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Nottingham Castle: was the redevelopment worth the money?

There are new exhibits alongside a new shop, cafe and restaurant, but can this combat the disappointment at the lack of a real castle?

nottingham castle redevelopment

By Martin Barratt

Nottingham is a lovely city to live in. The Council House and the Old Market Square; Wollaton Hall and the National Justice Museum, the Goose Fair and so many pubs!.

And then there’s Nottingham Castle. We’ve all heard of it and we all know what it looks like because of the movies that have been made there. Robin Hood splitting arrows in the courtyard and fighting the wicked Sheriff on the spiral staircase. Except the medieval Castle was burned down almost 400 years ago.

There’s a Gatehouse and ramparts, which show where the Castle once stood, but instead of the Castle, there is a palace on the hill where the Castle should be. A mob burned down the palace in 1831. The team that developed the latest iteration of the attraction are proud of this local trait, calling Nottingham ‘The Rebel City’. Apparently, this is the one thing that differentiates Nottingham from all other UK towns.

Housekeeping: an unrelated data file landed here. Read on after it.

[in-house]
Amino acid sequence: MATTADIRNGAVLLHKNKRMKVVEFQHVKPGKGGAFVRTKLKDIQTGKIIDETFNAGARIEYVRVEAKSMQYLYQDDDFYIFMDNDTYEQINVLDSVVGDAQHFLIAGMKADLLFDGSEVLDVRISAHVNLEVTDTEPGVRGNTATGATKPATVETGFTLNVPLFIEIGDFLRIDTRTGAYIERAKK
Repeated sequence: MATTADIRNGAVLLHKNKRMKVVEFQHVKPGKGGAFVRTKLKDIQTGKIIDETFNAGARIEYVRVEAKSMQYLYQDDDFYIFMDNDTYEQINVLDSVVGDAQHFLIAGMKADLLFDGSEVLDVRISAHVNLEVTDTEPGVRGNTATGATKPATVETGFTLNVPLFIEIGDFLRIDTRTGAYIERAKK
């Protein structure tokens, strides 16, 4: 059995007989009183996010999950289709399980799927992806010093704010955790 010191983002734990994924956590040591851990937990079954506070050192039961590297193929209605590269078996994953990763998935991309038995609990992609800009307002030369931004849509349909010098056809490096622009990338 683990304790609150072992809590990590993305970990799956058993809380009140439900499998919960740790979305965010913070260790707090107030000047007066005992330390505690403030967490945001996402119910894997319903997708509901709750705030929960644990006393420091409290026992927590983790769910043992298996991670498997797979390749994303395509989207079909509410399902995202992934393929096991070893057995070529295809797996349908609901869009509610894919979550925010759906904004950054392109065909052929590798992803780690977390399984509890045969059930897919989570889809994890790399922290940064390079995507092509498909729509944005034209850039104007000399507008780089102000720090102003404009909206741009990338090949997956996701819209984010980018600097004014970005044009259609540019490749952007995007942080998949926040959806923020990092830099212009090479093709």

Redeveloping Nottingham Castle

Every now and again Nottingham City Council (NCC) gets some money together and they spend it on the Castle. The most recent development was finished this year and cost over £31 million, including £13.7 million from the Heritage Lottery Fund and nearly £8 million loaned from NCC.

They justified the expenditure by predicting huge rises in the number of tourists who will visit Nottingham. They reckoned that visitors to the Castle would rise from 220,000 to 400,000 in year 1, stabilising at 300,000. That’s a big jump, and to make it harder they spent most of the money on the bits that tourists won’t notice and increased the price from £7 to £13.